See Double Stars in the Night Sky: A 'Starhopping' Guide

Arcturus in Boötes Constellation Sky Map
The curve of the Big Dipper’s handle leads to Arcturus, the brightest star in the kite-shaped constellation of Boötes. Surrounding Boötes is an amazing variety of double stars. (Image credit: Starry Night software)

On a May evening many years ago, I made my first exploration of the night sky. The only star pattern I could recognize was the Big Dipper, but with a star chart in a book, I used that to discover the bright star Arcturus in the constellation Boötes.

The trick to learning the constellations is to begin with the stars you know, and use them to identify their neighbors. This same technique, known as "starhopping" is the key to discovering all the wonders hidden amongst the stars.

Start, as I did, with the Big Dipper, high overhead as the sky gets dark at this time of year. The stars that form the Dipper's handle fall in a gentle arc, and if you project that arc away from the Dipper’s bowl, you come to a bright star. This is Arcturus, the third brightest star in the night sky, and the brightest star in the northern sky. Only Sirius and Canopus, far to the south, are brighter. [Best Stargazing Events for June (Sky Maps)]

Arcturus is bright in our sky for two reasons, first because it is relatively close to us, 38 light-years away, and secondly because it is inherently a bright star, much brighter than our Sun. Though larger and brighter, it is a slightly cooler star than our Sun, so appears orange to our eyes.

Although Boötes is supposed to be a ploughman in mythology, its pattern of stars most resembles a kite, with Arcturus marking the bottom of the kite where the tail attaches. Notice the little dots over the second "o" in Boötes: this indicates that the two "o"s are supposed to be pronounced separately, as "bow-oo'-tees,” not "boo'-tees."

Once you have identified Boötes, you can use its stars to identify a number of constellations surrounding it. Between it and the Big Dipper are two small constellations, Canes Venatici (the hunting dogs) and Coma Berenices (Bernice's hair). To Boötes left (towards the eastern horizon) is the distinctive keystone of Hercules. Between Hercules and Boötes is Corona Borealis (the northern crown) with Serpens Caput, the head of the serpent, poking up from the south.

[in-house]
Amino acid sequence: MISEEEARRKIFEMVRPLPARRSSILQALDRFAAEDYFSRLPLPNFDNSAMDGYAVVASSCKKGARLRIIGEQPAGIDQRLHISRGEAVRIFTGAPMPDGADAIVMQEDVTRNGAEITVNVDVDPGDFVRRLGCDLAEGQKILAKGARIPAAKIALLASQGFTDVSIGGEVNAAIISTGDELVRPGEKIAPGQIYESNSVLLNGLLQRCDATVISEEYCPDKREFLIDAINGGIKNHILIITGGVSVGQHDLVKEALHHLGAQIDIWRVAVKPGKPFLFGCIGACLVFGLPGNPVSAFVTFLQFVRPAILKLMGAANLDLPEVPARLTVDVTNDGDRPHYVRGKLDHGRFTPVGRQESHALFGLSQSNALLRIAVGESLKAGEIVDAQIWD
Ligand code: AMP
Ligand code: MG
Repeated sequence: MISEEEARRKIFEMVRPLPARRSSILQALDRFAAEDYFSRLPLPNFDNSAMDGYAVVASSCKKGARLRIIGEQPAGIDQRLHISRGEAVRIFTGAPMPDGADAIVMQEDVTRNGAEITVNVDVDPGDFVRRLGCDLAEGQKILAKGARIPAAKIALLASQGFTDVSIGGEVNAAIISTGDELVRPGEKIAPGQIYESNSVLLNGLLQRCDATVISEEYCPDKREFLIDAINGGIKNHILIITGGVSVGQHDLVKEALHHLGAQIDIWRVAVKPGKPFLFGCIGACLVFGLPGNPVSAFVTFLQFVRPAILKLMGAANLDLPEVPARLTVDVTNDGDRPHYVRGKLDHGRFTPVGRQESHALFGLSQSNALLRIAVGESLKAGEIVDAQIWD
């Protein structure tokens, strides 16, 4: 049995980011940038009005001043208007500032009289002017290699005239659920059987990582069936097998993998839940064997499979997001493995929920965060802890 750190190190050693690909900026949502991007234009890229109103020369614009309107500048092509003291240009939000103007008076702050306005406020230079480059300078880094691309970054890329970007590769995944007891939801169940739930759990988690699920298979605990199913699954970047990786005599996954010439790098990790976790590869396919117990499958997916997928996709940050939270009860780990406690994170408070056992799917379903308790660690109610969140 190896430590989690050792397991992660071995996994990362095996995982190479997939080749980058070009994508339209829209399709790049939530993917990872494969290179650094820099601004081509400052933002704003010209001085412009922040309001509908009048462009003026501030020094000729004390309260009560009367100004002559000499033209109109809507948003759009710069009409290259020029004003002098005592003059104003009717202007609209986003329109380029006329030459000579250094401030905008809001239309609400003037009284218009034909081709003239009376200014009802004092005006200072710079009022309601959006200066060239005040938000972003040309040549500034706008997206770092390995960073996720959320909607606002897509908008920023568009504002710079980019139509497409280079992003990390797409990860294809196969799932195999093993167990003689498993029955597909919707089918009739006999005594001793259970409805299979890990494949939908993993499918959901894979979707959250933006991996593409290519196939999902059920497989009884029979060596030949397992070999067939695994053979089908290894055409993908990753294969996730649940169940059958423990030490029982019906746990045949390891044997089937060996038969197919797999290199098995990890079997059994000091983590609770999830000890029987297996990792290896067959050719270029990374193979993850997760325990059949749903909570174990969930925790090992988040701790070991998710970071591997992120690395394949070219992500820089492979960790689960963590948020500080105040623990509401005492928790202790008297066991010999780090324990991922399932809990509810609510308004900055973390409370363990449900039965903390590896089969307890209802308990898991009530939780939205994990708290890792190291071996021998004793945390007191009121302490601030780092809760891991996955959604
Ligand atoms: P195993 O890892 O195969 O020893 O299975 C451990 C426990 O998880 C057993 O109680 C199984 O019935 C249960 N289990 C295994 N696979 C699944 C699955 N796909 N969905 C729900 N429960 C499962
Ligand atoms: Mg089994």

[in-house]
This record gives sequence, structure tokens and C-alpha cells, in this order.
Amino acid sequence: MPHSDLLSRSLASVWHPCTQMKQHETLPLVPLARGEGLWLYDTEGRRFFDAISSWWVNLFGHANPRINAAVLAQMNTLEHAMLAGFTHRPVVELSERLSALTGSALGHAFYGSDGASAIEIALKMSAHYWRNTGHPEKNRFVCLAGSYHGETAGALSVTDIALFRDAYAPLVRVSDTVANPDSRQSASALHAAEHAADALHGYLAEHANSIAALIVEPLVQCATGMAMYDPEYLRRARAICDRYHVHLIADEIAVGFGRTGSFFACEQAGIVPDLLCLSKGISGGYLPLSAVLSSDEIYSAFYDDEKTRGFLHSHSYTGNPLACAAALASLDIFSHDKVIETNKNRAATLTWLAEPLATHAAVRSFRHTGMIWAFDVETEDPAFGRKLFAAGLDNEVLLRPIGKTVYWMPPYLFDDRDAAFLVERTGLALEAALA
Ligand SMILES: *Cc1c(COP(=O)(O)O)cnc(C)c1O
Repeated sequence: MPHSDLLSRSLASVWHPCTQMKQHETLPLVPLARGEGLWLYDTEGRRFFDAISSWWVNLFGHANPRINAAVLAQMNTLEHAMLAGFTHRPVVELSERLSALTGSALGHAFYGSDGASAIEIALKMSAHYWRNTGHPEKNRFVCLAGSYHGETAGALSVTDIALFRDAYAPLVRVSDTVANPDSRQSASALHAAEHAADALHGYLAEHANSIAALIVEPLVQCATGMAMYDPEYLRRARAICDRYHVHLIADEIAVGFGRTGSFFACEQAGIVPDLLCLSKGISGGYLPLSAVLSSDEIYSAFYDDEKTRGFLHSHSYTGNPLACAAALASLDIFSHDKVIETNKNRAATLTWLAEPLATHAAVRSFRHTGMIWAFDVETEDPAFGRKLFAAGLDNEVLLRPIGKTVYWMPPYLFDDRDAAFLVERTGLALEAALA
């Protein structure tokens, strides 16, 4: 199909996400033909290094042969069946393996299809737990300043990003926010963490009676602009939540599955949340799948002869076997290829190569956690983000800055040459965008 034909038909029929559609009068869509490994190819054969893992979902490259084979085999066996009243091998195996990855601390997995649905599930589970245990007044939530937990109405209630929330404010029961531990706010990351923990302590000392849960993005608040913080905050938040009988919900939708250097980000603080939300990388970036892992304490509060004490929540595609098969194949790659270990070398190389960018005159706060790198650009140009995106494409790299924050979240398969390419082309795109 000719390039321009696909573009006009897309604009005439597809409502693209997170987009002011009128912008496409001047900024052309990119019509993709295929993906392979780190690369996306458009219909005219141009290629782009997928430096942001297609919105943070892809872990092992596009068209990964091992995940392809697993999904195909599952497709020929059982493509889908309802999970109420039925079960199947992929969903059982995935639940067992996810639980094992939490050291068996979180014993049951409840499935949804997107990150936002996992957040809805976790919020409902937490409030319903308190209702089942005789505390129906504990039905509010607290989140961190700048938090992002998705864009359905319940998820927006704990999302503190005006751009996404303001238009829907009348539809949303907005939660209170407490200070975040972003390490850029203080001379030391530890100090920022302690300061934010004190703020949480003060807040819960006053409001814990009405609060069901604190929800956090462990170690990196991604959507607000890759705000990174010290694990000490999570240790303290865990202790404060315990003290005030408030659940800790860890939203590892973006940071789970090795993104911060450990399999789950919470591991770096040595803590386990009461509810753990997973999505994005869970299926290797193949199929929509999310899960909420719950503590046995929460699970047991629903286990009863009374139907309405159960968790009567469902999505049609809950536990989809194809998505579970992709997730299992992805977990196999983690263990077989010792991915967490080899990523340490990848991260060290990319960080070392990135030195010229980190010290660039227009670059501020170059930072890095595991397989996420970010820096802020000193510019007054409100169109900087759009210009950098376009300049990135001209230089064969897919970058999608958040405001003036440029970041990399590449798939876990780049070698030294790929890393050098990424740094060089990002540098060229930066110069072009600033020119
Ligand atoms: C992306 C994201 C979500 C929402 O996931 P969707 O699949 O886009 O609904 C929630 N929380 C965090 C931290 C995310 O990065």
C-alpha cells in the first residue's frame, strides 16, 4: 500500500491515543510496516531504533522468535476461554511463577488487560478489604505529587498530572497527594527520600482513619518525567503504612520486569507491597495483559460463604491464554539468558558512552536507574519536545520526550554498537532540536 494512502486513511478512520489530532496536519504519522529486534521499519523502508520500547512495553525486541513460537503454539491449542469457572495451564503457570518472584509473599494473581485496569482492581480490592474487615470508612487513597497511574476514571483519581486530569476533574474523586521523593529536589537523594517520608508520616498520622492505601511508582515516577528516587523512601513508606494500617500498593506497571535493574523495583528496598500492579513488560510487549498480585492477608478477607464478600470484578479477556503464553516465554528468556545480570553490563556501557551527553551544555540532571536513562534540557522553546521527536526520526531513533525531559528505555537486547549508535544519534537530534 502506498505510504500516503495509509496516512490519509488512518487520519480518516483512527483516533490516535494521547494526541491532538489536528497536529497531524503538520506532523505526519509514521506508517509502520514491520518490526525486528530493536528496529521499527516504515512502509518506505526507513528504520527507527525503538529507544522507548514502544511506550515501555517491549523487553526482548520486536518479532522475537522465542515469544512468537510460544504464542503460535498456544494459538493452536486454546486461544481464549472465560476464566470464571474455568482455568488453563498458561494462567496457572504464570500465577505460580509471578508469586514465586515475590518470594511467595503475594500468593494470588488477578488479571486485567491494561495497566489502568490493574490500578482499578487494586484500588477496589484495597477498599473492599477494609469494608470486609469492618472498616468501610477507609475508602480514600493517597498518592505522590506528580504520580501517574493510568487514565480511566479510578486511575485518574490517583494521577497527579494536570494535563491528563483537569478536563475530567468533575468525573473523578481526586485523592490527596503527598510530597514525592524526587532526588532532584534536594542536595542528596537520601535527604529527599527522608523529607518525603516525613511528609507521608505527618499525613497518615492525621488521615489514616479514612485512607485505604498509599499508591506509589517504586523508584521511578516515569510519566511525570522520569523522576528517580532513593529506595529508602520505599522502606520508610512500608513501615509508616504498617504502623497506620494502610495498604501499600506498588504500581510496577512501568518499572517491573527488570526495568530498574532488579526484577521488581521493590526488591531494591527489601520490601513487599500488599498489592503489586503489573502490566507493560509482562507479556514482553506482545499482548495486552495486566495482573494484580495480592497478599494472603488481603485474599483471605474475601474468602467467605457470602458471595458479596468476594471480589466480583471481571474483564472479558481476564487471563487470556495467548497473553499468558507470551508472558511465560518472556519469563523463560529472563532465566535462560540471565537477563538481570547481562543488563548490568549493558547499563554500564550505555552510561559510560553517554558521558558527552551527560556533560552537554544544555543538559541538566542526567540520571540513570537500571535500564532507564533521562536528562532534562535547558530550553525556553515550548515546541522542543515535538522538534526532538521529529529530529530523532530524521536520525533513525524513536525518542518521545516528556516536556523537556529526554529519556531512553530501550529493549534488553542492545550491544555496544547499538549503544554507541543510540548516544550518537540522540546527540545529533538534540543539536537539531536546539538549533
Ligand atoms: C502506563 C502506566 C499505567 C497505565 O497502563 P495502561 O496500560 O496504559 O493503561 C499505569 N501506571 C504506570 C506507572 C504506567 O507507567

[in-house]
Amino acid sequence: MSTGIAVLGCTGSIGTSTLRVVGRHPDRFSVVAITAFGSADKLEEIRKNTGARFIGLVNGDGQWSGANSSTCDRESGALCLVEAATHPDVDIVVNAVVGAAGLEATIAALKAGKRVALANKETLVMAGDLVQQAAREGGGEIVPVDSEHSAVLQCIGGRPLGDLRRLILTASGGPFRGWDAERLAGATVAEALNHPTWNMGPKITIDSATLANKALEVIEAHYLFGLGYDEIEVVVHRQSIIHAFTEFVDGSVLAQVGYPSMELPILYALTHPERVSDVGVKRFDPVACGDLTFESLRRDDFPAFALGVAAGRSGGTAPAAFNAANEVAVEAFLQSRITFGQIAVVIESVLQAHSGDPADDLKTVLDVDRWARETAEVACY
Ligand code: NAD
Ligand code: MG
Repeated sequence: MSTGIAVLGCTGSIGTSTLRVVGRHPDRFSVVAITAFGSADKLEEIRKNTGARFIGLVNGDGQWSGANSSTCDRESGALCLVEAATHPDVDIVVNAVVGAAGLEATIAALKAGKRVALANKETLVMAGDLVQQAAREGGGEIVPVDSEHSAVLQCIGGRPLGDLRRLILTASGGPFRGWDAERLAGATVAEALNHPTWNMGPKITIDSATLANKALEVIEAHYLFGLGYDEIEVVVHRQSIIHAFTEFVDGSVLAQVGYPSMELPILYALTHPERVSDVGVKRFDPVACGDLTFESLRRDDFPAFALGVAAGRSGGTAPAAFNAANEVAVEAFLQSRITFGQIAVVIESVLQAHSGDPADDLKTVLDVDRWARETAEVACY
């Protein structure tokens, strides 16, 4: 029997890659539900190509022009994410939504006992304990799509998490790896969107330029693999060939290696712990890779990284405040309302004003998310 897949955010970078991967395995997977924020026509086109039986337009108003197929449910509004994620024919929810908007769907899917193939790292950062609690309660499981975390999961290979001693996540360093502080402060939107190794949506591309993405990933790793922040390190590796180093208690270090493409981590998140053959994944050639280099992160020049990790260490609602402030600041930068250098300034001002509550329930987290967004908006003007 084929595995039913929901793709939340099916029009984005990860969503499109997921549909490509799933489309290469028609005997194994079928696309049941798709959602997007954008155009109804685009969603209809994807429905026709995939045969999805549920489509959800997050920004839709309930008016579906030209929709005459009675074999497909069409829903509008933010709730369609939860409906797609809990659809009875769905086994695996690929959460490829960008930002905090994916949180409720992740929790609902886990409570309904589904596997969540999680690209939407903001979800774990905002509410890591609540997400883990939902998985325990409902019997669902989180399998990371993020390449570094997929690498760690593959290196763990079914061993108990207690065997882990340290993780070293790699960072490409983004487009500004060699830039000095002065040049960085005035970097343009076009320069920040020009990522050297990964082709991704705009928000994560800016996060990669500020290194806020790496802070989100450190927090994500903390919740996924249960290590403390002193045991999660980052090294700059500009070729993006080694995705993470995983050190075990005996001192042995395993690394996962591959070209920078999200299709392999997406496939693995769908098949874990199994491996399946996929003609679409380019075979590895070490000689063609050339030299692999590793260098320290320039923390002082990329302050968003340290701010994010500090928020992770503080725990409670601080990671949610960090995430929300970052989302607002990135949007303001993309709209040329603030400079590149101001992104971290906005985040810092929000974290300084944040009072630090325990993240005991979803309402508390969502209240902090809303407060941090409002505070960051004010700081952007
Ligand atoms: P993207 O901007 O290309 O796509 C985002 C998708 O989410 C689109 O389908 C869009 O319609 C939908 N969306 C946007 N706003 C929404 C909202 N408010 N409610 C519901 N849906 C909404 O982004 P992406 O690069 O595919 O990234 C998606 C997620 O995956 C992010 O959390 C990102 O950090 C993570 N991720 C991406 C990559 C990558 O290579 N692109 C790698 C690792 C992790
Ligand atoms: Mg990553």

Although most stars appear to our unaided eyes as single points of light, anyone with access to binoculars or a telescope soon discovers that nearly half the stars in the sky are either double or multiple stars. Some of these are just accidents of perspective, one star happening to appear in the same line of sight as another, but many are true binary stars: two stars in orbit around each other, similar to the stars which shine on the fictional planet Tatooine in Star Wars.

Every star labeled on this map of Hercules, Boötes, and Ursa Major is a double star, worth exploring with a small telescope. Some, like Mizar in the Dipper's handle, can be split with the naked eye. A closer look with a telescope shows that this is really a triple star. Others require binoculars or a small telescope. Some of the finest are Cor Caroli in Canes Venatici, Izar (Epsilon) in Boötes, Delta Serpentis, and Rho Herculis.

One of the joys of double star observing is the color contrasts in some pairs. Others are striking for matching colors and brightness. My favorites are stars of very unequal brightness, which look almost like stars with accompanying planets.

Also marked on this chart are three of the finest deep-sky objects: the globular clusters Messier 13 in Hercules and Messier 3 in Canes Venatici, and the Whirlpool Galaxy, Messier 51, tucked just under the end of the Big Dipper's handle. You will probably need to travel to a dark sky site to spot this galaxy. A 6-inch or larger telescope will begin to reveal its spiral arms, including the one that stretches out to its satellite galaxy, NGC 5195.

Editor's note: If you have an amazing night sky photo you'd like to share for a possible story or image gallery, please contact managing editor Tariq Malik at

This article was provided to by Simulation Curriculum, the leader in space science curriculum solutions and the makers of Starry Nightand SkySafari. Follow Starry Night on Twitter @StarryNightEdu. Follow us @Spacedotcom, Facebook and Google+. Original article on

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Geoff Gaherty
Starry Night Sky Columnist

Geoff Gaherty was's Night Sky columnist and in partnership with Starry Night software and a dedicated amateur astronomer who sought to share the wonders of the night sky with the world. Based in Canada, Geoff studied mathematics and physics at McGill University and earned a Ph.D. in anthropology from the University of Toronto, all while pursuing a passion for the night sky and serving as an astronomy communicator. He credited a partial solar eclipse observed in 1946 (at age 5) and his 1957 sighting of the Comet Arend-Roland as a teenager for sparking his interest in amateur astronomy. In 2008, Geoff won the Chant Medal from the Royal Astronomical Society of Canada, an award given to a Canadian amateur astronomer in recognition of their lifetime achievements. Sadly, Geoff passed away July 7, 2016 due to complications from a kidney transplant, but his legacy continues at Starry Night.